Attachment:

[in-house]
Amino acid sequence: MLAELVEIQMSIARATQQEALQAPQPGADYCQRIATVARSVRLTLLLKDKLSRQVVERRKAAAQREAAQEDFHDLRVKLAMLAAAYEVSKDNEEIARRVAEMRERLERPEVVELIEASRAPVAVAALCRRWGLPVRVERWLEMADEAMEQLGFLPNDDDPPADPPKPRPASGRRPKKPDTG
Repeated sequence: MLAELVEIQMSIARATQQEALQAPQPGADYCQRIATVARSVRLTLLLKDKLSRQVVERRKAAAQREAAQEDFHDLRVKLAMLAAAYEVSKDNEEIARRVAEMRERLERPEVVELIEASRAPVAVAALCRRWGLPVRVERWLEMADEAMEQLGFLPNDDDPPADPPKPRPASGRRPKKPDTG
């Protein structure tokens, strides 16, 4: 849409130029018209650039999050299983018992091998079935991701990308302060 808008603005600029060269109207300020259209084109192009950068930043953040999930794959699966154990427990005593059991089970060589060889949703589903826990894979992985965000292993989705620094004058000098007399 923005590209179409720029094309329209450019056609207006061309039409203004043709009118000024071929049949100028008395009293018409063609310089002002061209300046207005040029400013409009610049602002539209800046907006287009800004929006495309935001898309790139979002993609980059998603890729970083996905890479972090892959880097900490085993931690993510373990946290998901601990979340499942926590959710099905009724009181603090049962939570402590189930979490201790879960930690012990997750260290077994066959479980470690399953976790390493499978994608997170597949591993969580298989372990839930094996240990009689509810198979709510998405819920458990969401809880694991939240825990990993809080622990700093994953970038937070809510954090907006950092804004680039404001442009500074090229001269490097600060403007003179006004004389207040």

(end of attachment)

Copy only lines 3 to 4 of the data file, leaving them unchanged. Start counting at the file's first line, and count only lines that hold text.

Repeated sequence: MLAELVEIQMSIARATQQEALQAPQPGADYCQRIATVARSVRLTLLLKDKLSRQVVERRKAAAQREAAQEDFHDLRVKLAMLAAAYEVSKDNEEIARRVAEMRERLERPEVVELIEASRAPVAVAALCRRWGLPVRVERWLEMADEAMEQLGFLPNDDDPPADPPKPRPASGRRPKKPDTG
């Protein structure tokens, strides 16, 4: 849409130029018209650039999050299983018992091998079935991701990308302060 808008603005600029060269109207300020259209084109192009950068930043953040999930794959699966154990427990005593059991089970060589060889949703589903826990894979992985965000292993989705620094004058000098007399 923005590209179409720029094309329209450019056609207006061309039409203004043709009118000024071929049949100028008395009293018409063609310089002002061209300046207005040029400013409009610049602002539209800046907006287009800004929006495309935001898309790139979002993609980059998603890729970083996905890479972090892959880097900490085993931690993510373990946290998901601990979340499942926590959710099905009724009181603090049962939570402590189930979490201790879960930690012990997750260290077994066959479980470690399953976790390493499978994608997170597949591993969580298989372990839930094996240990009689509810198979709510998405819920458990969401809880694991939240825990990993809080622990700093994953970038937070809510954090907006950092804004680039404001442009500074090229001269490097600060403007003179006004004389207040």